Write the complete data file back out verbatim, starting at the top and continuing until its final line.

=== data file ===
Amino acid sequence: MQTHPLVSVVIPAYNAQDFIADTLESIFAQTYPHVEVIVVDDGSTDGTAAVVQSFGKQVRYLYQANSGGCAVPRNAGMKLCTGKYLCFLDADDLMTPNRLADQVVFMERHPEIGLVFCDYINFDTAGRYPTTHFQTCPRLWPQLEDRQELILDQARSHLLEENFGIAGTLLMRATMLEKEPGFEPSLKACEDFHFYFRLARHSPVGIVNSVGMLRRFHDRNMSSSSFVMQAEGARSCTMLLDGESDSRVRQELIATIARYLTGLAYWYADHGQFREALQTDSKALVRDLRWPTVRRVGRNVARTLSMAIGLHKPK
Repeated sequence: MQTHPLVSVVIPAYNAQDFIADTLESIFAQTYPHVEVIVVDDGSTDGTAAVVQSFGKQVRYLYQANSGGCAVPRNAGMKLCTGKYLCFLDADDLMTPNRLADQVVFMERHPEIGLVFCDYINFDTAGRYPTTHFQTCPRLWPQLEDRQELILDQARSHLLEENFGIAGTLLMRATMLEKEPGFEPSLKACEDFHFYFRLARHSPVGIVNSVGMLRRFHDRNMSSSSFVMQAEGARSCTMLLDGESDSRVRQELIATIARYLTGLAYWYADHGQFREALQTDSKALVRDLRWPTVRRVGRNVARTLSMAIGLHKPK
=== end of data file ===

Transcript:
Amino acid sequence: MQTHPLVSVVIPAYNAQDFIADTLESIFAQTYPHVEVIVVDDGSTDGTAAVVQSFGKQVRYLYQANSGGCAVPRNAGMKLCTGKYLCFLDADDLMTPNRLADQVVFMERHPEIGLVFCDYINFDTAGRYPTTHFQTCPRLWPQLEDRQELILDQARSHLLEENFGIAGTLLMRATMLEKEPGFEPSLKACEDFHFYFRLARHSPVGIVNSVGMLRRFHDRNMSSSSFVMQAEGARSCTMLLDGESDSRVRQELIATIARYLTGLAYWYADHGQFREALQTDSKALVRDLRWPTVRRVGRNVARTLSMAIGLHKPK
Repeated sequence: MQTHPLVSVVIPAYNAQDFIADTLESIFAQTYPHVEVIVVDDGSTDGTAAVVQSFGKQVRYLYQANSGGCAVPRNAGMKLCTGKYLCFLDADDLMTPNRLADQVVFMERHPEIGLVFCDYINFDTAGRYPTTHFQTCPRLWPQLEDRQELILDQARSHLLEENFGIAGTLLMRATMLEKEPGFEPSLKACEDFHFYFRLARHSPVGIVNSVGMLRRFHDRNMSSSSFVMQAEGARSCTMLLDGESDSRVRQELIATIARYLTGLAYWYADHGQFREALQTDSKALVRDLRWPTVRRVGRNVARTLSMAIGLHKPK